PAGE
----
Walking the aisles of the EXHIBITORLive! 2016 showfloor at the Mandalay Bay Convention Center in Las Vegas last week can best be described as awe-inspiring, enlightening and engaging.
There are literally row after row of beautiful booths, with not only all the bells and whistles of the actual construction being shown off, but also some truly unique examples of experiential marketing to grab the attention of attendees walking by.
As the trade show for trade shows, EXHIBITORLive!’s showfloor and sessions are attended primarily by exhibit managers ranging from small companies with maybe a few shows a year to huge companies that exhibit at dozens of shows or more annually.
The entire focus of EXHIBITORLive in the 180 sessions and the showfloor is to give attendees the tools they need to take back to their offices and create a successful exhibit and marketing program.
Randal Acker, president of Exhibitor Media Group, which owns the show, said that successful attendee engagement in the booths at the show focused on “how do you create an experience that extrapolates demographic profiles to really develop a solution that meets their needs?”
He added that it was crucial to get the attendees integrated into the experience so they will be involved in the storytelling aspect of it.
“It’s not about the booths’ structure,” Acker said. “That whole build it and they will come mentality won’t work.”
Derse knew exactly who their primary audience was at the show – 20 to 30-year-old female exhibit managers. To engage with that demographic effectively, they built a wine bar and had wine tastings on the showfloor.
The wine bottles had case studies on the labels that challenged attendees to ‘aspire’ to create an effective exhibit program, according to Rick Stoner, Derse’s marketing director.
“We ask them ‘How do you aspire to a better way,” he added. “We try to bring it back to an exhibit strategy.”
Over in Group Delphi’s booth there were huge fabricated pieces of bamboo hung upside down with three pictures on each side that had QR codes embedded in them.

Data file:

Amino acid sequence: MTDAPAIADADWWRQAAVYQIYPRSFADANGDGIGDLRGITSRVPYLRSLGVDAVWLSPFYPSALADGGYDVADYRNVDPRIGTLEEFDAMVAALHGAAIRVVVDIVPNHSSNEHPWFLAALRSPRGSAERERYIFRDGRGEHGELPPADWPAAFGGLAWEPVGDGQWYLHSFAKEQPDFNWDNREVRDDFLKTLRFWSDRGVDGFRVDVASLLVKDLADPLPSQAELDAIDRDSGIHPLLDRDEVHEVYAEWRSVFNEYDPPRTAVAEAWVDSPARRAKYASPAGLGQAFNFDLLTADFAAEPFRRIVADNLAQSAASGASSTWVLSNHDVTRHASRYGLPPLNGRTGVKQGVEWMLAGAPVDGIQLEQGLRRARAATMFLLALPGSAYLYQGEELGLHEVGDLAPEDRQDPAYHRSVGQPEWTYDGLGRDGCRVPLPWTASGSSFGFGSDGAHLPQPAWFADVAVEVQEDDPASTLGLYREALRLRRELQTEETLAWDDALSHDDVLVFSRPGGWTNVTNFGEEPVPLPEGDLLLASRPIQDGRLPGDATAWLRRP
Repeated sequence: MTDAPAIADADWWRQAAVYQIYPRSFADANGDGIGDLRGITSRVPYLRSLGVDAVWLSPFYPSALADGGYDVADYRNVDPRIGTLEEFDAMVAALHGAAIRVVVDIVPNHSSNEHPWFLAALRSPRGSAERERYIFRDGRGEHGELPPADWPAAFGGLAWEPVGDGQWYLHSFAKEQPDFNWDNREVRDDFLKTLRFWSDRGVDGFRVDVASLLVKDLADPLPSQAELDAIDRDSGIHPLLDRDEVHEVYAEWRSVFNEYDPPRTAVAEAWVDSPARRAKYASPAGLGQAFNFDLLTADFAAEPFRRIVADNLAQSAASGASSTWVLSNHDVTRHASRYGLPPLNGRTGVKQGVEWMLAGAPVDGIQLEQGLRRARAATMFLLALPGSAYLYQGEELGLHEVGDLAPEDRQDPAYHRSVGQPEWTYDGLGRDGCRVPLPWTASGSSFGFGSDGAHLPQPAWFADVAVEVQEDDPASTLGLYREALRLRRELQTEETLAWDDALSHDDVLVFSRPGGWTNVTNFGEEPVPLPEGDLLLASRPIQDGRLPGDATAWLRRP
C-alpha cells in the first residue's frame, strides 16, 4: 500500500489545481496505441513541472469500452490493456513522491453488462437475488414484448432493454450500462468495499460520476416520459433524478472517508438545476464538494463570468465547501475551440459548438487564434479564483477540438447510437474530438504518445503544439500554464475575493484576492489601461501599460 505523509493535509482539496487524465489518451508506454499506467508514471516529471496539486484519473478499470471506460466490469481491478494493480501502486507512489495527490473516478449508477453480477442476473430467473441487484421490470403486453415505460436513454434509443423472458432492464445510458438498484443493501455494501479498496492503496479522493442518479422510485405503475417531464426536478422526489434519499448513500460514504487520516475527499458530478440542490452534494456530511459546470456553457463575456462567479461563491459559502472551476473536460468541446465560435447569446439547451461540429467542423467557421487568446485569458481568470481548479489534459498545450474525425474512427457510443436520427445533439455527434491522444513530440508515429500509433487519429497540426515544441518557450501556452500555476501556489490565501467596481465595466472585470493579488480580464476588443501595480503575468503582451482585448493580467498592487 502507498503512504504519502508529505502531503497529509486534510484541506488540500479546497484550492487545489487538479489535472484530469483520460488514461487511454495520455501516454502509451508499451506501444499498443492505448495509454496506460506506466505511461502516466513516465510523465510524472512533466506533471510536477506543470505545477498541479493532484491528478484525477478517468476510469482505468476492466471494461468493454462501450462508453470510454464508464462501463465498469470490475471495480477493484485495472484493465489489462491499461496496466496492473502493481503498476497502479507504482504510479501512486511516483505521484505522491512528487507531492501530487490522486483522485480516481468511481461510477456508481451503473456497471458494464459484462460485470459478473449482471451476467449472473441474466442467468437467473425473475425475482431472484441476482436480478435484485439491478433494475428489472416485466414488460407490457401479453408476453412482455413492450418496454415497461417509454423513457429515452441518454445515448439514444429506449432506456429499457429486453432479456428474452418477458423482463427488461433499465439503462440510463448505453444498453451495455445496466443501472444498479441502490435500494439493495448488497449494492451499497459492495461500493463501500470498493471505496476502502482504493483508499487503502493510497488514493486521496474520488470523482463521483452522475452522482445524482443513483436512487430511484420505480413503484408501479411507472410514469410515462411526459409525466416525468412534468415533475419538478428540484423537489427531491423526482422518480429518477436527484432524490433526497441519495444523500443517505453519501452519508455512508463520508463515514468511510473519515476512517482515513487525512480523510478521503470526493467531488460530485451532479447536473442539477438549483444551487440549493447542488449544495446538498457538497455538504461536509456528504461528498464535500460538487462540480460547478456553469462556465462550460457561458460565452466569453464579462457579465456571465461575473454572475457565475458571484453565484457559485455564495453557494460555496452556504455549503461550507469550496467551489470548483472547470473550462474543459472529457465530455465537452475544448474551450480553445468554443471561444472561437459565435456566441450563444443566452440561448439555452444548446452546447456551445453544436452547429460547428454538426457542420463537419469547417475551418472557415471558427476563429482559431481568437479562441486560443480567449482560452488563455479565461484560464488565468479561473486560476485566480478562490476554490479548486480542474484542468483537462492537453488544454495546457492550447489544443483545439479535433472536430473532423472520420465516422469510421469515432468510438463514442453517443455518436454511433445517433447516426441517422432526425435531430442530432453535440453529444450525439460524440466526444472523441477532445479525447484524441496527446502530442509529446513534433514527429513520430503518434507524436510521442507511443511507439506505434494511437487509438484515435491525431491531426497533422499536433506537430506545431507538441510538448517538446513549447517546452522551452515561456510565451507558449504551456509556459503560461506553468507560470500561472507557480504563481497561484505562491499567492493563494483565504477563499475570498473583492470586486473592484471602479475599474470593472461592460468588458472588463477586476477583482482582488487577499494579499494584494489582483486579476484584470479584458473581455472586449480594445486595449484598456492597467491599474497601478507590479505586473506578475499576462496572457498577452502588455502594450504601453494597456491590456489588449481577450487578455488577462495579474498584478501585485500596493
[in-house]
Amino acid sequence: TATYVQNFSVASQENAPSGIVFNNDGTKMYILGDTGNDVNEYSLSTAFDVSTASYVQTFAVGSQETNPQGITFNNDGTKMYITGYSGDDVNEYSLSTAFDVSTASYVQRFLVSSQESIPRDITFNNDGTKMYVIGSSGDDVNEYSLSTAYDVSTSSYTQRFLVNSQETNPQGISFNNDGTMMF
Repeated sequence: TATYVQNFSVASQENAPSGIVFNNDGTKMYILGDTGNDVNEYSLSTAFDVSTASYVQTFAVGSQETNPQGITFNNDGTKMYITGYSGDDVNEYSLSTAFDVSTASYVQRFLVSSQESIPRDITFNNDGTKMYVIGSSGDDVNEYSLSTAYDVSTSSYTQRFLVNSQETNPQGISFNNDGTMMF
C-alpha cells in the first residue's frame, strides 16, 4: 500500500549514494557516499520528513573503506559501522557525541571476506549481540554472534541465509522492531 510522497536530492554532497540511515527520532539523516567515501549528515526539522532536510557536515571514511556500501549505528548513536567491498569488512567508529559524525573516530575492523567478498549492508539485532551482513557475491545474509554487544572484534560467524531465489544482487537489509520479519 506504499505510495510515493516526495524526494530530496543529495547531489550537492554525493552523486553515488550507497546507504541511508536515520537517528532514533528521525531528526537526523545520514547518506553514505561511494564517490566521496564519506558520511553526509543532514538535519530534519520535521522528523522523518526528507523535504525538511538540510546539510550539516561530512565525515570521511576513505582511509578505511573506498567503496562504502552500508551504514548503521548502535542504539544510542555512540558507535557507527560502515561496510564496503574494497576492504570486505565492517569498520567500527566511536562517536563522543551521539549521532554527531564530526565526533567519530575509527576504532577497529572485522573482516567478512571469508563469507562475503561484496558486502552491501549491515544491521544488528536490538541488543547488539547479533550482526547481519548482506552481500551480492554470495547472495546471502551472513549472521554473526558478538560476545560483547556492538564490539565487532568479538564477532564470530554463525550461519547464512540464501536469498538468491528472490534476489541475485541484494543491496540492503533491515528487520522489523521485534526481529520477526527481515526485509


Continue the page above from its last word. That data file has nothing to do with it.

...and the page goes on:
Once an attendee donned a pair of special augmented reality glasses, the pictures came to life with either butterflies that fluttered around, hummingbirds darting to different flowers or a panda bear that eat leaves and played.
“Philosophically, what we are about as a company is wanting to make a connection,” said Justin Hersh, the company’s CEO.
He added, “People go to live events for an experience. We want people to pause and say, ‘Wow, that was really something special’.”
Hersh said the overall reaction was “really positive” when people looked through the glasses and saw the moving images that they had created.
“You know you have the right experience when people have a childlike grin on their face,” he added.
At Czarnowski’s booth, the focus was on ‘unlearning and reframing’, according to Roy Lee, the company’s marketing director.
With that in mind, attendees had the opportunity to interact with “The Bumby’s”, who sat with headphones, scarves and sunglasses on and typed away on old word processors what their ‘instant appraisals’ were of attendees.
Lee said the idea was to encourage people to not get stuck in the same way of thinking about their own exhibit strategies, but instead be open to a new way of perceiving them.
In the Global Experience Specialists’ booth, attendees had the opportunity to have their entire perception challenged by entering a virtual reality world.
“Our in-house, multi-media team has created numerous virtual reality experiences for our clients. Oculus Rift is the tool we have used to help clients, so we saw it as an opportunity for attendees to experience the technology first-hand,” said Jeff Quade, GES’ CSO.
He added, “Attendees were able to visit a virtual environment and explore a two-story exhibit. As they moved through the exhibit, they could change out the furniture, the texture of the walls and even trigger digital content.”
The first floor was full of musical instruments including guitars, drums, synthesizers plus a jazz ensemble, a rock and roll trio and a hip hop area, and when the user moved close to the instruments, one of them would play.
Upstairs, there were conference rooms where you could change out a table, play a video or change the color and texture of the walls.
Throughout the physical booth, GES also highlighted award-winning brand activations shared through video case studies, highlight reels and news footage on 22 screens and a giant video wall.
“Attendees were fascinated by the many uses for this technology, and our team had terrific conversations with attendees about ways they can us virtual reality within their own exhibit program,” Quade said.
MG Design decided to take attendees back to their college freshmen move-in day at MG University (MGU).
The company built an elaborate two-story booth complete with a radio station that featured daily podcasts about exhibit trends and other topics, a coffeehouse, beer pong, table daily study sessions focusing on different topics such as exhibit design and ‘honored alumni’, who were MG Design clients on hand to talk about their partnership with the company.
“It’s fun to watch people come through the entrance with smiles on their faces,” said Ben Olson, vice president of marketing. “We are really trying to do a great experience and make it as engaging as possible.”
- Industry News